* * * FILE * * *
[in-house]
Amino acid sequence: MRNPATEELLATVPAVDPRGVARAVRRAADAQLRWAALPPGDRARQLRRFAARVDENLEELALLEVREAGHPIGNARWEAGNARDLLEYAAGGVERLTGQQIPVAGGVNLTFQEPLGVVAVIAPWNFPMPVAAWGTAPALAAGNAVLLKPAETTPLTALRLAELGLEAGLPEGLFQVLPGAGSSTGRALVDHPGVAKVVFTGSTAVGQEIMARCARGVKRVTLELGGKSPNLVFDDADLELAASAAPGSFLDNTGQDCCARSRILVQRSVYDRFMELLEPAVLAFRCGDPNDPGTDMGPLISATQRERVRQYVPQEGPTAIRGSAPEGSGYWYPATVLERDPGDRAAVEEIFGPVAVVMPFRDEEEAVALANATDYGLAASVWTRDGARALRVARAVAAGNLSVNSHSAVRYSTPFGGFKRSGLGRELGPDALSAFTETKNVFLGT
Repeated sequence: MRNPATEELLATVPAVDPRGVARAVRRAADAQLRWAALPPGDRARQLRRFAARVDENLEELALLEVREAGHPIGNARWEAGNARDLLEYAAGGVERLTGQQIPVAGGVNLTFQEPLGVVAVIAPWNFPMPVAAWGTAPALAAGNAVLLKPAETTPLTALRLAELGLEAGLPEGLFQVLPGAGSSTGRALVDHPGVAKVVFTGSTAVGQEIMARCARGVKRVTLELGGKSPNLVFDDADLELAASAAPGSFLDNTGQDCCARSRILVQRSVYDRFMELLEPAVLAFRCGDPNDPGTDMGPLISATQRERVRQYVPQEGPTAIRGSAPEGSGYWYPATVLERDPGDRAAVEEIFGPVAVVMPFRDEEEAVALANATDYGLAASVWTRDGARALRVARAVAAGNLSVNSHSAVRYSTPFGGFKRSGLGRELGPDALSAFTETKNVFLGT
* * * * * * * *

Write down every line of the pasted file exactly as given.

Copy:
[in-house]
Amino acid sequence: MRNPATEELLATVPAVDPRGVARAVRRAADAQLRWAALPPGDRARQLRRFAARVDENLEELALLEVREAGHPIGNARWEAGNARDLLEYAAGGVERLTGQQIPVAGGVNLTFQEPLGVVAVIAPWNFPMPVAAWGTAPALAAGNAVLLKPAETTPLTALRLAELGLEAGLPEGLFQVLPGAGSSTGRALVDHPGVAKVVFTGSTAVGQEIMARCARGVKRVTLELGGKSPNLVFDDADLELAASAAPGSFLDNTGQDCCARSRILVQRSVYDRFMELLEPAVLAFRCGDPNDPGTDMGPLISATQRERVRQYVPQEGPTAIRGSAPEGSGYWYPATVLERDPGDRAAVEEIFGPVAVVMPFRDEEEAVALANATDYGLAASVWTRDGARALRVARAVAAGNLSVNSHSAVRYSTPFGGFKRSGLGRELGPDALSAFTETKNVFLGT
Repeated sequence: MRNPATEELLATVPAVDPRGVARAVRRAADAQLRWAALPPGDRARQLRRFAARVDENLEELALLEVREAGHPIGNARWEAGNARDLLEYAAGGVERLTGQQIPVAGGVNLTFQEPLGVVAVIAPWNFPMPVAAWGTAPALAAGNAVLLKPAETTPLTALRLAELGLEAGLPEGLFQVLPGAGSSTGRALVDHPGVAKVVFTGSTAVGQEIMARCARGVKRVTLELGGKSPNLVFDDADLELAASAAPGSFLDNTGQDCCARSRILVQRSVYDRFMELLEPAVLAFRCGDPNDPGTDMGPLISATQRERVRQYVPQEGPTAIRGSAPEGSGYWYPATVLERDPGDRAAVEEIFGPVAVVMPFRDEEEAVALANATDYGLAASVWTRDGARALRVARAVAAGNLSVNSHSAVRYSTPFGGFKRSGLGRELGPDALSAFTETKNVFLGT